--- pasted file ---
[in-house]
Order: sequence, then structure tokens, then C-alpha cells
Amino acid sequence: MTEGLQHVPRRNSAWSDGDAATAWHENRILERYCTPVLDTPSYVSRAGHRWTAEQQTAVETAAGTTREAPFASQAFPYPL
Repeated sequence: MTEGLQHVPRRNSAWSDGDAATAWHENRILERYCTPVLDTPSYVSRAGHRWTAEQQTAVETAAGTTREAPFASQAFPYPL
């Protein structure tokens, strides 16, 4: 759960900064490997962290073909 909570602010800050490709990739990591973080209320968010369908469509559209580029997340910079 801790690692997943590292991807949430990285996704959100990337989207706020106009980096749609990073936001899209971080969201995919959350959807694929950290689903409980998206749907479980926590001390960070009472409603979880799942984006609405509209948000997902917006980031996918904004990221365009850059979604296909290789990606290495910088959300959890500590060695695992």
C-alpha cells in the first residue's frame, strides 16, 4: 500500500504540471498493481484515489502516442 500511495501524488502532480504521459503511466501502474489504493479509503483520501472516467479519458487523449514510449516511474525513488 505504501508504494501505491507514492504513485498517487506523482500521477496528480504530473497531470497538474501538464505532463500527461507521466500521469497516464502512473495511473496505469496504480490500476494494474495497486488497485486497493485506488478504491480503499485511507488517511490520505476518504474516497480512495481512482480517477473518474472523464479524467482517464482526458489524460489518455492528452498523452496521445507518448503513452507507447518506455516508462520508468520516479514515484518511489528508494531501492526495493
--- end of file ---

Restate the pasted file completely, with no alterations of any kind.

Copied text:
[in-house]
Order: sequence, then structure tokens, then C-alpha cells
Amino acid sequence: MTEGLQHVPRRNSAWSDGDAATAWHENRILERYCTPVLDTPSYVSRAGHRWTAEQQTAVETAAGTTREAPFASQAFPYPL
Repeated sequence: MTEGLQHVPRRNSAWSDGDAATAWHENRILERYCTPVLDTPSYVSRAGHRWTAEQQTAVETAAGTTREAPFASQAFPYPL
């Protein structure tokens, strides 16, 4: 759960900064490997962290073909 909570602010800050490709990739990591973080209320968010369908469509559209580029997340910079 801790690692997943590292991807949430990285996704959100990337989207706020106009980096749609990073936001899209971080969201995919959350959807694929950290689903409980998206749907479980926590001390960070009472409603979880799942984006609405509209948000997902917006980031996918904004990221365009850059979604296909290789990606290495910088959300959890500590060695695992």
C-alpha cells in the first residue's frame, strides 16, 4: 500500500504540471498493481484515489502516442 500511495501524488502532480504521459503511466501502474489504493479509503483520501472516467479519458487523449514510449516511474525513488 505504501508504494501505491507514492504513485498517487506523482500521477496528480504530473497531470497538474501538464505532463500527461507521466500521469497516464502512473495511473496505469496504480490500476494494474495497486488497485486497493485506488478504491480503499485511507488517511490520505476518504474516497480512495481512482480517477473518474472523464479524467482517464482526458489524460489518455492528452498523452496521445507518448503513452507507447518506455516508462520508468520516479514515484518511489528508494531501492526495493